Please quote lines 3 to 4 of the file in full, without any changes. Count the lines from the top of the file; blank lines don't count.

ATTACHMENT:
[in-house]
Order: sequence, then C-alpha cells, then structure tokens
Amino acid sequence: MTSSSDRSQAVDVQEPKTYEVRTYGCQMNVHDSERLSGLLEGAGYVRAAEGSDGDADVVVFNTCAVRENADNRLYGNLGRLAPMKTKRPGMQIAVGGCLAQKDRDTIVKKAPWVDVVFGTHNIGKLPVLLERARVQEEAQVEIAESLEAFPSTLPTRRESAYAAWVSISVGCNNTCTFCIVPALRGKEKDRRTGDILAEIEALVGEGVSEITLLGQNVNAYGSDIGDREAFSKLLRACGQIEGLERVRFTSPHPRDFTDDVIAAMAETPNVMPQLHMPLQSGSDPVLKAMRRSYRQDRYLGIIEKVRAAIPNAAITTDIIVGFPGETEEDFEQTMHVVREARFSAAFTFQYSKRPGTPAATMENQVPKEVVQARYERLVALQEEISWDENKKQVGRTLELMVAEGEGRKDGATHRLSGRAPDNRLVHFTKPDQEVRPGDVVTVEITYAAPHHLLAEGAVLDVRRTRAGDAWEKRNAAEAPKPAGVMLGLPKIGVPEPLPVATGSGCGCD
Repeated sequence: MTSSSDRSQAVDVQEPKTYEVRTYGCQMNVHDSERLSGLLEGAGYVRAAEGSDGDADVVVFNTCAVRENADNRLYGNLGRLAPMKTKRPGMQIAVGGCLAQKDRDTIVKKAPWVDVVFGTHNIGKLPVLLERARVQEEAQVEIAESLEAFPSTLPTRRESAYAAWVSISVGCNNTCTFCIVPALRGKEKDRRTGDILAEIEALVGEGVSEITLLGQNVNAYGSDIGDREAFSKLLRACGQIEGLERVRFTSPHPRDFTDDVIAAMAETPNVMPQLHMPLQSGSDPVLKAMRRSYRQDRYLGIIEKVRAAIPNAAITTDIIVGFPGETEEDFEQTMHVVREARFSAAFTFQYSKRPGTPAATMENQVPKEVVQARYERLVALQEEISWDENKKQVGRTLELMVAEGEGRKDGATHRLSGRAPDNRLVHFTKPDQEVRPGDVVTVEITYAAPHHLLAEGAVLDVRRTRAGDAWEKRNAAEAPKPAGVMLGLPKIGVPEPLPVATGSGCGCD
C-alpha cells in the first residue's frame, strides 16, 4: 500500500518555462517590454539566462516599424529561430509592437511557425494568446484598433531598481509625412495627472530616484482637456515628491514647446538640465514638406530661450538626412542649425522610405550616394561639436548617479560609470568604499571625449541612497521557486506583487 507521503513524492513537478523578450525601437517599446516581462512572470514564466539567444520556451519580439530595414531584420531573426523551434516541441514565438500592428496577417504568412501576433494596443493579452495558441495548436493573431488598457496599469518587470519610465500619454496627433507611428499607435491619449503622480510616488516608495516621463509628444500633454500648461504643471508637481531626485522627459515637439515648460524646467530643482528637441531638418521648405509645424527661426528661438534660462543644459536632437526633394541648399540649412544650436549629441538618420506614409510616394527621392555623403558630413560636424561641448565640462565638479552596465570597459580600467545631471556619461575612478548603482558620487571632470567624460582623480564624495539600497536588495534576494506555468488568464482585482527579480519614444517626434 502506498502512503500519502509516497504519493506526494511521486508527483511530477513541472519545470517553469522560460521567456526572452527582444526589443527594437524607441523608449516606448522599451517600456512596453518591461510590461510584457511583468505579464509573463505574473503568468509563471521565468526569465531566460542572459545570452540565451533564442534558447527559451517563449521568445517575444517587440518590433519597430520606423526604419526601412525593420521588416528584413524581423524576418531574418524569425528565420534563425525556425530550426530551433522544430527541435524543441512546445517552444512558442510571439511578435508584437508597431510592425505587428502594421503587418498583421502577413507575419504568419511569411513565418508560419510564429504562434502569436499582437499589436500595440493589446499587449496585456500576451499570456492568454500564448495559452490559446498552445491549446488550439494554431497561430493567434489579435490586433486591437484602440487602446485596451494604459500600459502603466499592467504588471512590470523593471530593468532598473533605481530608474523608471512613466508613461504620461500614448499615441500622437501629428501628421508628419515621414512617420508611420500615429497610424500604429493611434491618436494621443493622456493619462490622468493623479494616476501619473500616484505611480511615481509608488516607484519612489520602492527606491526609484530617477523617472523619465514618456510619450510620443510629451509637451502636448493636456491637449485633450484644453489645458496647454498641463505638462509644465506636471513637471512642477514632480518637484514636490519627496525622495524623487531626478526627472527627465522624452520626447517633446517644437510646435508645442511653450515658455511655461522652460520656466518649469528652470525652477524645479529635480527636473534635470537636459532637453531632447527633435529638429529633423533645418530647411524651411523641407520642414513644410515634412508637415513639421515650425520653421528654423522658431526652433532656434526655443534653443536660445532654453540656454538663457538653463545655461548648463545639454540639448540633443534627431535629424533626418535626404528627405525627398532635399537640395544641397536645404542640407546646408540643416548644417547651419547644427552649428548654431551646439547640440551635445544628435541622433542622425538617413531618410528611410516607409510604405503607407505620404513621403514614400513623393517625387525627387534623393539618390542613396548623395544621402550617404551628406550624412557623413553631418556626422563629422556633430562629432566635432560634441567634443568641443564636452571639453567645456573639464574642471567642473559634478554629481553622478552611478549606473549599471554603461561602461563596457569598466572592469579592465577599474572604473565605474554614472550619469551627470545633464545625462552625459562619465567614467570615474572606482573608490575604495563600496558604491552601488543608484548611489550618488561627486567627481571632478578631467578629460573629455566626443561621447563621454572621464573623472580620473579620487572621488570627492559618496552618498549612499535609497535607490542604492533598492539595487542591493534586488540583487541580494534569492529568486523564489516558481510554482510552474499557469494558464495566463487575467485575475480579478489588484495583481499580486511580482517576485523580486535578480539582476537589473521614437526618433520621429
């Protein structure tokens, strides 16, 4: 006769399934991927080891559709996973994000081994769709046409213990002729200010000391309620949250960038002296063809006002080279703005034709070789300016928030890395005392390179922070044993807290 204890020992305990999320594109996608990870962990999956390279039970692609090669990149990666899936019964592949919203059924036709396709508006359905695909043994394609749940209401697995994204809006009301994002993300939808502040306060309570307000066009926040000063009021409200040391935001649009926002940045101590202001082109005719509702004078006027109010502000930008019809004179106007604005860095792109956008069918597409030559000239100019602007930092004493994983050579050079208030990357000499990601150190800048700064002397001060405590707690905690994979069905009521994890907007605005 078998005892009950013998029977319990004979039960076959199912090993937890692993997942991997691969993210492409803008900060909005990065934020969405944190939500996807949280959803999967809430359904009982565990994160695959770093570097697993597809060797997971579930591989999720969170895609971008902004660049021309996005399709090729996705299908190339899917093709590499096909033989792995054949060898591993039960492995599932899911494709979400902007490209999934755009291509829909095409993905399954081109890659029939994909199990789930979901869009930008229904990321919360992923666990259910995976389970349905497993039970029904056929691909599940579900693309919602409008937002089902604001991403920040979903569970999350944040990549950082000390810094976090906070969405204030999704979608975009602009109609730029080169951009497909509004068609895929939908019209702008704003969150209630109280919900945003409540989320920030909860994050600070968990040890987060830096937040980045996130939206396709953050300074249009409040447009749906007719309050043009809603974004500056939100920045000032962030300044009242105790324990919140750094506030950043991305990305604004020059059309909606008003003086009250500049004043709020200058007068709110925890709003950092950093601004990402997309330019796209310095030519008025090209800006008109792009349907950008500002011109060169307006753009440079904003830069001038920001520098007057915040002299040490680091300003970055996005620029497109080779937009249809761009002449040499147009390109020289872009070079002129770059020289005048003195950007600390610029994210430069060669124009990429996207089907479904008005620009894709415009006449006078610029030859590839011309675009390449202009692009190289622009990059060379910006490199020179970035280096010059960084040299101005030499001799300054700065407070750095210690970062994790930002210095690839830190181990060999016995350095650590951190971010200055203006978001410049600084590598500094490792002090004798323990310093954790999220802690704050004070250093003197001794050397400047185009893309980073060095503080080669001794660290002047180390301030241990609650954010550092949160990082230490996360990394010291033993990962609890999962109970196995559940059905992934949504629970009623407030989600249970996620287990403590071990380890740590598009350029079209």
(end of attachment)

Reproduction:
Amino acid sequence: MTSSSDRSQAVDVQEPKTYEVRTYGCQMNVHDSERLSGLLEGAGYVRAAEGSDGDADVVVFNTCAVRENADNRLYGNLGRLAPMKTKRPGMQIAVGGCLAQKDRDTIVKKAPWVDVVFGTHNIGKLPVLLERARVQEEAQVEIAESLEAFPSTLPTRRESAYAAWVSISVGCNNTCTFCIVPALRGKEKDRRTGDILAEIEALVGEGVSEITLLGQNVNAYGSDIGDREAFSKLLRACGQIEGLERVRFTSPHPRDFTDDVIAAMAETPNVMPQLHMPLQSGSDPVLKAMRRSYRQDRYLGIIEKVRAAIPNAAITTDIIVGFPGETEEDFEQTMHVVREARFSAAFTFQYSKRPGTPAATMENQVPKEVVQARYERLVALQEEISWDENKKQVGRTLELMVAEGEGRKDGATHRLSGRAPDNRLVHFTKPDQEVRPGDVVTVEITYAAPHHLLAEGAVLDVRRTRAGDAWEKRNAAEAPKPAGVMLGLPKIGVPEPLPVATGSGCGCD
Repeated sequence: MTSSSDRSQAVDVQEPKTYEVRTYGCQMNVHDSERLSGLLEGAGYVRAAEGSDGDADVVVFNTCAVRENADNRLYGNLGRLAPMKTKRPGMQIAVGGCLAQKDRDTIVKKAPWVDVVFGTHNIGKLPVLLERARVQEEAQVEIAESLEAFPSTLPTRRESAYAAWVSISVGCNNTCTFCIVPALRGKEKDRRTGDILAEIEALVGEGVSEITLLGQNVNAYGSDIGDREAFSKLLRACGQIEGLERVRFTSPHPRDFTDDVIAAMAETPNVMPQLHMPLQSGSDPVLKAMRRSYRQDRYLGIIEKVRAAIPNAAITTDIIVGFPGETEEDFEQTMHVVREARFSAAFTFQYSKRPGTPAATMENQVPKEVVQARYERLVALQEEISWDENKKQVGRTLELMVAEGEGRKDGATHRLSGRAPDNRLVHFTKPDQEVRPGDVVTVEITYAAPHHLLAEGAVLDVRRTRAGDAWEKRNAAEAPKPAGVMLGLPKIGVPEPLPVATGSGCGCD